I feel I’m knocking on heaven’s door: Outfielder Jerry Sands wasn’t a high draft pick — taken in the 25th round in 2008 — but he’s played like one. He has a career .960 OPS in the minors, and though he’s spent most of it at the lower levels, he did jump to AA last and acquitted himself well, slugging .529 in half a season. If Matt Kemp listens closely enough, he might hear the compliments once said about him being said about Sands. Yes, baseball can be fickle.
What is this man doing here? Having retired once, Gabe Kapler can’t just bring himself to do it again, and he’ll be in camp with the Dodgers. Kapler should remember this: the most success he ever had was coming back after he retired the first time, hitting. 301 in 2008 after sitting out 2007. Since then he’s hit .239 and .210 and been injured more than he’s been effective. Maybe he should aim for 2012 or 2013.
Outlook: New manager Don Mattingly says the Dodgers will be tougher in 2011, and no doubt they will be: tougher to manage. They won 80 games last year and that may seem like a lot come this July.
The roster is overloaded with the downtrodden (Rod Barajas, Dioner Navarro, Tony Gwynn Jr.), the underachievers (Kemp, Loney, Russell Martin where are you?), the elderly (Casey Blake, Jamey Carroll) and the injured (Rafael Furcal, Vicente Padilla).
It seems a lot longer than two years ago that the Dodgers won back-to-back division titles and seemed an up-and-coming team. It’s hard to believe Manny Ramirez took the Dodgers’ mojo with him when he left town.
That being said, there is a path back to contention for the Dodgers that doesn’t require a huge suspension of disbelief: Furcal stays healthy, Kemp and Loney rebound and free-agent signees Barajas and Marcus Thames hit just enough home runs not to weigh down the offense.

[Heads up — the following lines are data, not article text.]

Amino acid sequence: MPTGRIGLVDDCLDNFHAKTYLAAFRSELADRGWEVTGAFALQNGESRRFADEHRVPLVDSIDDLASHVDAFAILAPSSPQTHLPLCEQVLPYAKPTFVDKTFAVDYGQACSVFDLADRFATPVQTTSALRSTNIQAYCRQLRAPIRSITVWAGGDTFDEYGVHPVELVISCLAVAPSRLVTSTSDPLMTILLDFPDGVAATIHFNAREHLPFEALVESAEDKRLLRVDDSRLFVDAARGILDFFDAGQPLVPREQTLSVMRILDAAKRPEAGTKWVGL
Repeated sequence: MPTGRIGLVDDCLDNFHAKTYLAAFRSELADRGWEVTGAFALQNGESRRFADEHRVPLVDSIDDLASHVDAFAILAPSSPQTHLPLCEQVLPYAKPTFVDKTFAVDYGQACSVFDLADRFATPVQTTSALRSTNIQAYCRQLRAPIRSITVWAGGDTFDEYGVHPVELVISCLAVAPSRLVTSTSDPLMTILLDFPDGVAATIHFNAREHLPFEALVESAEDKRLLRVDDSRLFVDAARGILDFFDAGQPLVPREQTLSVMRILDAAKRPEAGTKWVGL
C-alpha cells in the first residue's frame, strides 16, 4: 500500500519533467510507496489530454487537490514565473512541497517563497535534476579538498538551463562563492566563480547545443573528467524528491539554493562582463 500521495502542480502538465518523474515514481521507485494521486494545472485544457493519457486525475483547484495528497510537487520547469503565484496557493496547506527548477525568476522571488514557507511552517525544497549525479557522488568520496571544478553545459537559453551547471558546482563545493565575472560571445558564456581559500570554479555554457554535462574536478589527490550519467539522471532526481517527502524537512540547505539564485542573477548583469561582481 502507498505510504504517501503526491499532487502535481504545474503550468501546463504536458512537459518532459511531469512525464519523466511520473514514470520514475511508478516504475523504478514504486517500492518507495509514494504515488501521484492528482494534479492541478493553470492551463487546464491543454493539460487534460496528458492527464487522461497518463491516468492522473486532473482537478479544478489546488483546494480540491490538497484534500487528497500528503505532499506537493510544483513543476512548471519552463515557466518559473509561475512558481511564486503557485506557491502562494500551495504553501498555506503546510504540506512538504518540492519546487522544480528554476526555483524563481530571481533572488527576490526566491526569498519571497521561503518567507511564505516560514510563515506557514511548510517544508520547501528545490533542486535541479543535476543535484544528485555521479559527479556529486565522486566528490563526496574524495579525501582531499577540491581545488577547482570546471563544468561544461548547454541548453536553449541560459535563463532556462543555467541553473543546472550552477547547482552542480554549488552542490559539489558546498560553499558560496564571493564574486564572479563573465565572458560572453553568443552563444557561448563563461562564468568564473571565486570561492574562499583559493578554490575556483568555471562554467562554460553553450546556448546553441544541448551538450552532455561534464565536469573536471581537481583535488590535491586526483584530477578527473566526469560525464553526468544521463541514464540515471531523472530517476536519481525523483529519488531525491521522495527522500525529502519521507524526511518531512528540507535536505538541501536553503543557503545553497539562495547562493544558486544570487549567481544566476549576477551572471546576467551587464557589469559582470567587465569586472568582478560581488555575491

If so, there’s plenty of first-rate pitching, both among starters and in the bullpen. Clayton Kershaw is an elite starter, and Chad Billingsley isn’t far behind; Kenley Jansen has thrown only 83.2 professional innings, but he’s fanned 138, and with Jonathan Broxton and Hong-Chih Kuo, the Dodgers have a potentially dominating bullpen. That’s if Kuo can stay healthy, which he only does every other year (this isn’t it).
Of course, Jansen’s success does beg the question of why the Dodgers allowed him to flounder as a minor-league catcher for so long, hitting .229 with 15 home runs for five minor-league seasons. The answer, as Don Mattingly is about to learn the hard way, is because they’re the Dodgers.
Remember when: It’s been 30 years since Fernando Valenzuela’s rookie year, and if you weren’t there, it’s hard to know just how good he was in the first six weeks of 1981. He started on opening day and pitched a five-hit shutout; he went on to win his first eight starts, five by shutouts, seven by complete game (the eighth he went nine and the Dodgers won in 10). It was May 14 before he gave up more than one run in a start, May 18 before he lost. The totals for his first eight starts: 8 wins, 81 innings, 43 hits, 4 earned runs, 17 walks and 68 strikeouts. Add that to the 17.2 innings he threw as a call-up in 1980, and in his first 98.2 innings, he allowed 51 hits and 4 earned runs for an 0.37 ERA. Not surprisingly, he didn’t keep that pace up for the course of his career, though he was Rookie of the Year, Cy Young Award winner and world champion in 1981.
A link below to ESPN’s 30 for 30 on Fernandomania:
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